In todays society, Plato’s portrayal of Socrates would disapprove with the inappropriate practices of rhetoric amongst contemporary culture, while John Peters’ first chapter from his book Speaking Into The Air shows us that writing and other dissemination-oriented media forms of communication may be acceptable despite the views of Socrates. The Phaedrus introduced a debate between two philosophers, Socrates and Phaedrus. They argue over a speech from a third philosopher, Lysias, regarding love.
Three speeches were delivered in a dialogue pertaining to the idea that love is supported by the soul, madness, divine inspiration, and the importance f mastering the art one practices. The first part of the Phaedrus was filled with debate over the speech of Lysias and the discussion of love. However, in the second part of Plato’s work, “Discussions of Rhetoric and Writing”, Eros (love) was not discussed. Instead, they use the speeches from part one as a catalyst to discuss the true nature of communication.
They discuss the knowledge an orator should have to execute a concise argument, the proper way to compose a speech, and writing. Socrates said that, “every speech must be put together like a living creature, with a body of its own; it must be neither without head or without legs; and it must have a middle and extremities that are fitting both to one another and to the whole work” (Plato, 264C). Socrates believed that a speech was subject to organic change and composition. Socrates explains to Phaedrus that rhetoric is an art, and more importantly, a means to direct the soul in both public and private discourse.
Rhetoric is the art of effectively persuading an audience or listener through dialogue or written script. It is used to form a concise argument that is persuasive and exempts flashy words that dilute an effective argument. Dialogue that masks the truth and skews away from a persuasive argument is against Socrates’ belief in rhetoric. Socrates references Lysias’s speech to elaborate on the contrast of artfulness in rhetoric, he states that an argument with less ambiguity will make one’s speech more impactful.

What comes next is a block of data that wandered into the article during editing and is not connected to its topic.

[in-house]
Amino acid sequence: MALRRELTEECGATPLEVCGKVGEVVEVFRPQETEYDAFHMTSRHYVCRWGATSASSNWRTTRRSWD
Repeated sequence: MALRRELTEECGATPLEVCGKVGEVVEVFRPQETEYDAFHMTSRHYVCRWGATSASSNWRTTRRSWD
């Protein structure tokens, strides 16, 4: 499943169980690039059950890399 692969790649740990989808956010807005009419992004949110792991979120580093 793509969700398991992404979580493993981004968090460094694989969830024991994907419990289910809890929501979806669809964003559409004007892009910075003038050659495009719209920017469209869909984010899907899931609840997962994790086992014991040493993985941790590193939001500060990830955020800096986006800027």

Socrates explains to Phaedrus that rhetoric can be an artless practice if the speaker focuses on opinion rather than truth. Having the belief that one does not need to know the truth, Phaedrus believes that one can master the ability to portray specific ideas through broader dialogue. This form of communication is alled dialectic. Dialectic is very useful but has the potential to be used improperly. Socrates acknowledges those who practice the improper use of the skill. A speaker who uses dialectic as a way to benefit themselves at the expense of others is what Socrates would call a sophist.
An example of a sophist could be a speaker who would appease an audience with misleading information solely to benefit their argument and encourage the audience to identify with the speaker. Since presenting false information is an unfair advantage over the audience, it is a discouraged method amongst Socrates and Plato. There are many examples of this that occur in pop culture today. Tyler, the Creator, is a wealthy and successful rap artist from Los Angeles with a growing cult following called “Wolf Gang’. His followers are intrigued by his bizarre behavior and aggressive lyrics.